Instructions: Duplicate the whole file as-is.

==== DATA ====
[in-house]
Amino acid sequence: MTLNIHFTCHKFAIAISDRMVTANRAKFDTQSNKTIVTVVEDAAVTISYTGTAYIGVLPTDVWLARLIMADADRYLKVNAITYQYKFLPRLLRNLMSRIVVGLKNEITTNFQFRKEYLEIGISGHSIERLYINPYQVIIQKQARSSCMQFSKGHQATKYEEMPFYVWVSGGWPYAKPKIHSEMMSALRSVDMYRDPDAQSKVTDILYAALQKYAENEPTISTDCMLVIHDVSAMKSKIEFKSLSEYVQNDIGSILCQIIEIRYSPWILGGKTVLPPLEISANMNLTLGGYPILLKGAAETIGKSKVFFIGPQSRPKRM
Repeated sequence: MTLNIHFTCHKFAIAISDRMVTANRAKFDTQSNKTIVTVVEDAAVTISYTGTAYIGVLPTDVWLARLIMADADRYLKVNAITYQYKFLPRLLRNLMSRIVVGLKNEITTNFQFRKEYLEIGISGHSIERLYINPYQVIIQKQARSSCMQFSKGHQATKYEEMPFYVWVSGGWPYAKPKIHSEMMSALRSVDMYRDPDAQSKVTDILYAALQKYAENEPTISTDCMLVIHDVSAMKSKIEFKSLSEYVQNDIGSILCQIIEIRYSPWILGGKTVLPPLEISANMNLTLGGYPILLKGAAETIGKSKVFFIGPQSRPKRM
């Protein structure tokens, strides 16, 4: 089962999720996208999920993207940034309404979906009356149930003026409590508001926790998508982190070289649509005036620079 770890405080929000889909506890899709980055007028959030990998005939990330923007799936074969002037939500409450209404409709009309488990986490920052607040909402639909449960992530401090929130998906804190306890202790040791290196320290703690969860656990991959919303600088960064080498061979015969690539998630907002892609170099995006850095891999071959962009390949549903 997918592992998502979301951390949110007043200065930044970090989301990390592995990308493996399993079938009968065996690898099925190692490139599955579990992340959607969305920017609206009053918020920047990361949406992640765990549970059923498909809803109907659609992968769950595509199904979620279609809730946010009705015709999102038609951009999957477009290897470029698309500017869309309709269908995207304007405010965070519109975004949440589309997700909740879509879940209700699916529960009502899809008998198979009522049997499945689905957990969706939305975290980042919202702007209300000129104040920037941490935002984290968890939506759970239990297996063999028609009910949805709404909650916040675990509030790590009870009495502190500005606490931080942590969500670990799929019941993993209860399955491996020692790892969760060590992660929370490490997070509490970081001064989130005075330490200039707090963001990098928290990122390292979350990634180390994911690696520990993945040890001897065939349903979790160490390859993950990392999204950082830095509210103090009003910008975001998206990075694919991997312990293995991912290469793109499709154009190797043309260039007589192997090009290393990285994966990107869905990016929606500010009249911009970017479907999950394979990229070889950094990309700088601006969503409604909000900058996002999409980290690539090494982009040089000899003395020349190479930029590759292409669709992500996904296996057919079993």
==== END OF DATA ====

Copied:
[in-house]
Amino acid sequence: MTLNIHFTCHKFAIAISDRMVTANRAKFDTQSNKTIVTVVEDAAVTISYTGTAYIGVLPTDVWLARLIMADADRYLKVNAITYQYKFLPRLLRNLMSRIVVGLKNEITTNFQFRKEYLEIGISGHSIERLYINPYQVIIQKQARSSCMQFSKGHQATKYEEMPFYVWVSGGWPYAKPKIHSEMMSALRSVDMYRDPDAQSKVTDILYAALQKYAENEPTISTDCMLVIHDVSAMKSKIEFKSLSEYVQNDIGSILCQIIEIRYSPWILGGKTVLPPLEISANMNLTLGGYPILLKGAAETIGKSKVFFIGPQSRPKRM
Repeated sequence: MTLNIHFTCHKFAIAISDRMVTANRAKFDTQSNKTIVTVVEDAAVTISYTGTAYIGVLPTDVWLARLIMADADRYLKVNAITYQYKFLPRLLRNLMSRIVVGLKNEITTNFQFRKEYLEIGISGHSIERLYINPYQVIIQKQARSSCMQFSKGHQATKYEEMPFYVWVSGGWPYAKPKIHSEMMSALRSVDMYRDPDAQSKVTDILYAALQKYAENEPTISTDCMLVIHDVSAMKSKIEFKSLSEYVQNDIGSILCQIIEIRYSPWILGGKTVLPPLEISANMNLTLGGYPILLKGAAETIGKSKVFFIGPQSRPKRM
């Protein structure tokens, strides 16, 4: 089962999720996208999920993207940034309404979906009356149930003026409590508001926790998508982190070289649509005036620079 770890405080929000889909506890899709980055007028959030990998005939990330923007799936074969002037939500409450209404409709009309488990986490920052607040909402639909449960992530401090929130998906804190306890202790040791290196320290703690969860656990991959919303600088960064080498061979015969690539998630907002892609170099995006850095891999071959962009390949549903 997918592992998502979301951390949110007043200065930044970090989301990390592995990308493996399993079938009968065996690898099925190692490139599955579990992340959607969305920017609206009053918020920047990361949406992640765990549970059923498909809803109907659609992968769950595509199904979620279609809730946010009705015709999102038609951009999957477009290897470029698309500017869309309709269908995207304007405010965070519109975004949440589309997700909740879509879940209700699916529960009502899809008998198979009522049997499945689905957990969706939305975290980042919202702007209300000129104040920037941490935002984290968890939506759970239990297996063999028609009910949805709404909650916040675990509030790590009870009495502190500005606490931080942590969500670990799929019941993993209860399955491996020692790892969760060590992660929370490490997070509490970081001064989130005075330490200039707090963001990098928290990122390292979350990634180390994911690696520990993945040890001897065939349903979790160490390859993950990392999204950082830095509210103090009003910008975001998206990075694919991997312990293995991912290469793109499709154009190797043309260039007589192997090009290393990285994966990107869905990016929606500010009249911009970017479907999950394979990229070889950094990309700088601006969503409604909000900058996002999409980290690539090494982009040089000899003395020349190479930029590759292409669709992500996904296996057919079993």